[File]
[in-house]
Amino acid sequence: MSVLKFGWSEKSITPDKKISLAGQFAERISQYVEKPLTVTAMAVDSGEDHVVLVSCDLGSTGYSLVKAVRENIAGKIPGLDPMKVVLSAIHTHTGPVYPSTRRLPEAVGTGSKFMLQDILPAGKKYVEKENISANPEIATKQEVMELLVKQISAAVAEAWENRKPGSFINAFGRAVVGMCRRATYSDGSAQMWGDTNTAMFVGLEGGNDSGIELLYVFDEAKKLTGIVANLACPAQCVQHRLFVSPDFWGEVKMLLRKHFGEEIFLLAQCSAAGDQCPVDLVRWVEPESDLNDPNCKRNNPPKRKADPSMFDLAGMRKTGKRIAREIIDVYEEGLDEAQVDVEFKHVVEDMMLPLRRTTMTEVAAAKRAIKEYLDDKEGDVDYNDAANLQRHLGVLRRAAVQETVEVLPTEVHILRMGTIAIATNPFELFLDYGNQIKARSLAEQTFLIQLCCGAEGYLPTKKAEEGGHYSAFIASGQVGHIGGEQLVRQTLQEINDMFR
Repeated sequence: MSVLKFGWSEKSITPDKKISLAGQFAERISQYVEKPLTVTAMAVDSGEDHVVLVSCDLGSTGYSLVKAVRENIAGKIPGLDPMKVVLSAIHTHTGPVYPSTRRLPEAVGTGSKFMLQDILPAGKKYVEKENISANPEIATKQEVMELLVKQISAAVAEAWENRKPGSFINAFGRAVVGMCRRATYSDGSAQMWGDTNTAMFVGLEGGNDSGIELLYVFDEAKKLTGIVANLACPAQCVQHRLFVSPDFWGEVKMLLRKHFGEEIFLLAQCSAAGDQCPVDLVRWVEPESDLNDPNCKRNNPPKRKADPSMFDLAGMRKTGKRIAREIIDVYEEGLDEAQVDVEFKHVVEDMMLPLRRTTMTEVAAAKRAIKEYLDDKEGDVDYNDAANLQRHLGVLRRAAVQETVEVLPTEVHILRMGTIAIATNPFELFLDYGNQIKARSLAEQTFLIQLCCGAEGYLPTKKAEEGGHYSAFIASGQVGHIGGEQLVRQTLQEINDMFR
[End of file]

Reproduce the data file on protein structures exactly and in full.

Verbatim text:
[in-house]
Amino acid sequence: MSVLKFGWSEKSITPDKKISLAGQFAERISQYVEKPLTVTAMAVDSGEDHVVLVSCDLGSTGYSLVKAVRENIAGKIPGLDPMKVVLSAIHTHTGPVYPSTRRLPEAVGTGSKFMLQDILPAGKKYVEKENISANPEIATKQEVMELLVKQISAAVAEAWENRKPGSFINAFGRAVVGMCRRATYSDGSAQMWGDTNTAMFVGLEGGNDSGIELLYVFDEAKKLTGIVANLACPAQCVQHRLFVSPDFWGEVKMLLRKHFGEEIFLLAQCSAAGDQCPVDLVRWVEPESDLNDPNCKRNNPPKRKADPSMFDLAGMRKTGKRIAREIIDVYEEGLDEAQVDVEFKHVVEDMMLPLRRTTMTEVAAAKRAIKEYLDDKEGDVDYNDAANLQRHLGVLRRAAVQETVEVLPTEVHILRMGTIAIATNPFELFLDYGNQIKARSLAEQTFLIQLCCGAEGYLPTKKAEEGGHYSAFIASGQVGHIGGEQLVRQTLQEINDMFR
Repeated sequence: MSVLKFGWSEKSITPDKKISLAGQFAERISQYVEKPLTVTAMAVDSGEDHVVLVSCDLGSTGYSLVKAVRENIAGKIPGLDPMKVVLSAIHTHTGPVYPSTRRLPEAVGTGSKFMLQDILPAGKKYVEKENISANPEIATKQEVMELLVKQISAAVAEAWENRKPGSFINAFGRAVVGMCRRATYSDGSAQMWGDTNTAMFVGLEGGNDSGIELLYVFDEAKKLTGIVANLACPAQCVQHRLFVSPDFWGEVKMLLRKHFGEEIFLLAQCSAAGDQCPVDLVRWVEPESDLNDPNCKRNNPPKRKADPSMFDLAGMRKTGKRIAREIIDVYEEGLDEAQVDVEFKHVVEDMMLPLRRTTMTEVAAAKRAIKEYLDDKEGDVDYNDAANLQRHLGVLRRAAVQETVEVLPTEVHILRMGTIAIATNPFELFLDYGNQIKARSLAEQTFLIQLCCGAEGYLPTKKAEEGGHYSAFIASGQVGHIGGEQLVRQTLQEINDMFR